Pig and the pork

I received several questions after my most recent column in The News & Observer. A lot of y’all asked how to fry pork chops without turning them into floor tile. Part of it isn’t your fault. Today’s pork, the kind you purchase in the supermarket, is very lean, and it is easy to overcook it.

If you are able to find pork chops from a local farmer who is raising older breeds of hogs, you will get chops with that old-fashioned “porky” flavor and more fat.

The good news with modern pork chops is that it’s safe to cook them to medium – leave the meat slightly pink (160 degrees on an instant-read thermometer). This prevents dryness. I prefer chops with the bone still in. I think this adds flavor, and gives you the lovely experience of gnawing like a caveman. Also, get chops about 3/4 to 1 inch thick.

I took inspiration for frying pork chops from a good cookbook for all frying fans, “The Fearless Frying Cookbook” by John Martin Taylor. He coats his pork chops in cracker meal. I use panko bread crumbs or, if I’m out of those, dried unseasoned bread crumbs. (In a pinch, I once used matzo meal, but I’m probably going to be hit by lightning by several deities for that.)

Season the crumbs with a little salt and pepper, and coat the chops. In a frying pan big enough to hold the number of chops you’re cooking without crowding them, heat about 1/2 inch of vegetable oil. Use medium to medium-high heat. The oil should get to around 365 if you check with an instant-read thermometer. It will take 4 or 5 minutes per side. Ideally, you only turn them once, but if you find that the coating is burning, you can turn several times; also, check your heat. Remember, you’re going for slightly pink meat; cook it all the way through and you’re guaranteed to have dry, chewy chops. I cut in slightly with a sharp knife to test. Drain them on paper towels or on a rack over a plate to maintain a crispy exterior.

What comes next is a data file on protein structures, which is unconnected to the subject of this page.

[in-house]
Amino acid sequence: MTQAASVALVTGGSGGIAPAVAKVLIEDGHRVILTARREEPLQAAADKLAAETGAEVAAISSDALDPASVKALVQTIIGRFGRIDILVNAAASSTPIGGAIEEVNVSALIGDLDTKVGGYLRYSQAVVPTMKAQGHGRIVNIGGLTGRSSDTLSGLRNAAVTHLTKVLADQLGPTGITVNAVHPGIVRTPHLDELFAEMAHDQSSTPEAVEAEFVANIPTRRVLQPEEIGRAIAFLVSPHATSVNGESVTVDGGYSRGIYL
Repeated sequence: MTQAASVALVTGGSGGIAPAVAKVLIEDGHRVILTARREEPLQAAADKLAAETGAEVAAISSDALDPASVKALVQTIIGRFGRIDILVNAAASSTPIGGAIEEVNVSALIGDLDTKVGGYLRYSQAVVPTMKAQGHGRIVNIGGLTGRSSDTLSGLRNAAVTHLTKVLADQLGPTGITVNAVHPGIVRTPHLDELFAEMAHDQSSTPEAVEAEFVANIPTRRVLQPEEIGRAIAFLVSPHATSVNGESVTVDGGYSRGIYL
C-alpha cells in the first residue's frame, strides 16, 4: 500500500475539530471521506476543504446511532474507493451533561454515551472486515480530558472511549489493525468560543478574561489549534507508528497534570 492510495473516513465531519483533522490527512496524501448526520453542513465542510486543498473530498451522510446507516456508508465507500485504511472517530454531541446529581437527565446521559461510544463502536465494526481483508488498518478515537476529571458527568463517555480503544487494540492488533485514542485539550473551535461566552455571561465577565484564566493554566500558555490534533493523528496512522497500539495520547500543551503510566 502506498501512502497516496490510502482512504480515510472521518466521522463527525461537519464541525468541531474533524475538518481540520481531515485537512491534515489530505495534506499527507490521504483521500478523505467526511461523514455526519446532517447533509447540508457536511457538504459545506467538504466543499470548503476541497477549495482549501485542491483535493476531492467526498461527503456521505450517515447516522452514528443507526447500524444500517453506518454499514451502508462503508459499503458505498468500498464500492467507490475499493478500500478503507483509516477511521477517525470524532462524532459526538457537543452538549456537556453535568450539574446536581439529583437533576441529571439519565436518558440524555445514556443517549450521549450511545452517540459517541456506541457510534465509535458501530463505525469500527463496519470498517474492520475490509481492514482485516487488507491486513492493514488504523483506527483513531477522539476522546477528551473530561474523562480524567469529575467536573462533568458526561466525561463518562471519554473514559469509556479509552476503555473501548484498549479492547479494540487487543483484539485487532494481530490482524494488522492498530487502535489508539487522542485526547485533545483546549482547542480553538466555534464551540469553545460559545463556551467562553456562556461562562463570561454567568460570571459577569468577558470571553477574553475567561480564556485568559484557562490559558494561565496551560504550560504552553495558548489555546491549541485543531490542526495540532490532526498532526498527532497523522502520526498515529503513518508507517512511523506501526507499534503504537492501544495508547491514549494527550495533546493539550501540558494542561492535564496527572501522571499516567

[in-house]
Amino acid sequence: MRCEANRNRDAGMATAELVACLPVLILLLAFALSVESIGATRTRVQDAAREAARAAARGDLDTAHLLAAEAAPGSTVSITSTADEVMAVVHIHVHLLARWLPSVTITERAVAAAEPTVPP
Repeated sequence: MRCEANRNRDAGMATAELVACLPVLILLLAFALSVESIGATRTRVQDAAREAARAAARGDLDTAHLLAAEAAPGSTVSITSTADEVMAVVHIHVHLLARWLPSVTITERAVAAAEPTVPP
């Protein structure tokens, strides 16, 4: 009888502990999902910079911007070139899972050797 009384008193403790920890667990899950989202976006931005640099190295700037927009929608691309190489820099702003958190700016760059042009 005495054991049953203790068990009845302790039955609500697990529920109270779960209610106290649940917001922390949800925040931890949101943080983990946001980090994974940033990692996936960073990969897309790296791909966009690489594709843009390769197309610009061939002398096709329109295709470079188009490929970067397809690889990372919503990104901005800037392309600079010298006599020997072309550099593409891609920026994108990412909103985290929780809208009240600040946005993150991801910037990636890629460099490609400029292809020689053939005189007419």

Now, pig out!


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One Response to “Pig and the pork”


  • Comment from Robie Morris

    Maybe my Uncle Jim was right after all. He complained that all the breeding of modern pigs to make them lean resulted in tough pork chops — a complaint that my sisters and I discounted. We thought Uncle Jim’s pork problems resulted from his refusal to wear his false teeth.


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